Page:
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|Length:||28' 7"||8.79 M|
|Height:||11' 6"||2.77 M|
|Wingspan:||41' 7"||12.85 M|
|Wingarea:||238.00 Sq Ft||22.11 Sq M|
|Empty Weight:||3375.00 lbs||1530.00 Kg|
|Gross Weight:||4496.00 lbs||2039.00 Kg|
|No. of Engines:||1|
|Powerplant:||Pratt & Whitney R-985-25|
|Range:||515 miles||830.00 Km|
|Cruise Speed:||140.00 mph||225.00 Km/H||121.62 Kt|
|Max Speed:||180.00 Mph||267.00 Km/H||144.32 Kt|
|Ceiling:||21,200.0 Ft||5029.00 M|
During the Second World War, the United States Army Air Forces used a three-phase training program for pilots, Primary, Basic and Advanced. With each phase, aircraft complexity and the difficulty of the tasks to be mastered increased. At the end of Primary, cadets, now capable of performing simple flight requirements left behind the open-cockpit, fabric and wood PT-13, PT-17 & PT-19 training aircraft and moved up to the more complex challenges of Basic.
The BT-13A Valiant evolved in response to a USAAF need for a second phase training aircraft. The Vultee Aircraft Inc. design combined a closed-cockpit, low-wing, metal monoplane with fabric control surfaces and a powerful 450-hp Pratt & Whitney R-985 Wasp-junior radial engine with a variable-pitch propeller and flaps. Due to its propensity to shake, aviation cadets nicknamed the BT-13A the “Vibrator.” The Valiant proved to be an excellent choice to introduce fledgling pilots to basic flight maneuvers. During the war, over 11,500 BT-13As and its variants were produced.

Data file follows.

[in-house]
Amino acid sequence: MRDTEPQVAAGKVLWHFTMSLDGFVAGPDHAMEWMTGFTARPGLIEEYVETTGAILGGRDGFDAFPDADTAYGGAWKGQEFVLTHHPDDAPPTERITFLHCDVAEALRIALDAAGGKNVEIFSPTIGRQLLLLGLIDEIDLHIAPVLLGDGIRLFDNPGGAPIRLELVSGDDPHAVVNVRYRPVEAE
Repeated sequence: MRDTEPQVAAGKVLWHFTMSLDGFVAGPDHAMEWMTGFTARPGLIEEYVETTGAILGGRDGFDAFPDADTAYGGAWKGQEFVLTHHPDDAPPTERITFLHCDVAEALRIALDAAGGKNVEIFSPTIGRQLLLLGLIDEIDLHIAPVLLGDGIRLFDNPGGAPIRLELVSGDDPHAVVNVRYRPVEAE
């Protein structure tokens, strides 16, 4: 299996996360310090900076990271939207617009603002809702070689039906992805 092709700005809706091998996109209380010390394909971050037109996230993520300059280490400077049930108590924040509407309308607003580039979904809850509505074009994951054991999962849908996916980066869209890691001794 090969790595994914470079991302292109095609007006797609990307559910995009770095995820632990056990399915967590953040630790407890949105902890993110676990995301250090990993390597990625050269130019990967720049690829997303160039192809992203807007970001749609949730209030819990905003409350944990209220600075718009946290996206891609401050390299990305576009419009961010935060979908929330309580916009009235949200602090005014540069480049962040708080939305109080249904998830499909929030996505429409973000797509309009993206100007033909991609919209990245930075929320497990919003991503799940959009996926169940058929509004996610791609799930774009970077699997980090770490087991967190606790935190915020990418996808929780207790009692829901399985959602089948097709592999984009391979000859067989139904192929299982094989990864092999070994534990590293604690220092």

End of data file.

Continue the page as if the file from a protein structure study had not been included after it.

In sixty hours of basic training over a ten-week period, the cadet got his first tight formation flying, his first cross-country hops, and his first aerobatics. He learned to recover from twenty-eight different types of stalls and spins. Most of all, he learned an instrument panel and around him control gadgets, handles, cranks, buttons, and switches. There was a bewildering array of lights, dials, and switches. There were blind flying aids and two-way radio.
The museum's BT-13A, s/n 41-21487, was manufactured by Vultee Aircraft Inc., Downey, CA, and received by the USAAF on June 8, 1941. It was assigned to the Basic Pilot School at Cochran AAF, Macon GA. Wrecked on May 3, 1943 the aircraft was disposed as surplus on September 25, 1943 with 1553 airframe hours. The museum received the aircraft in October 1980. This aircraft is on loan from the NMUSAF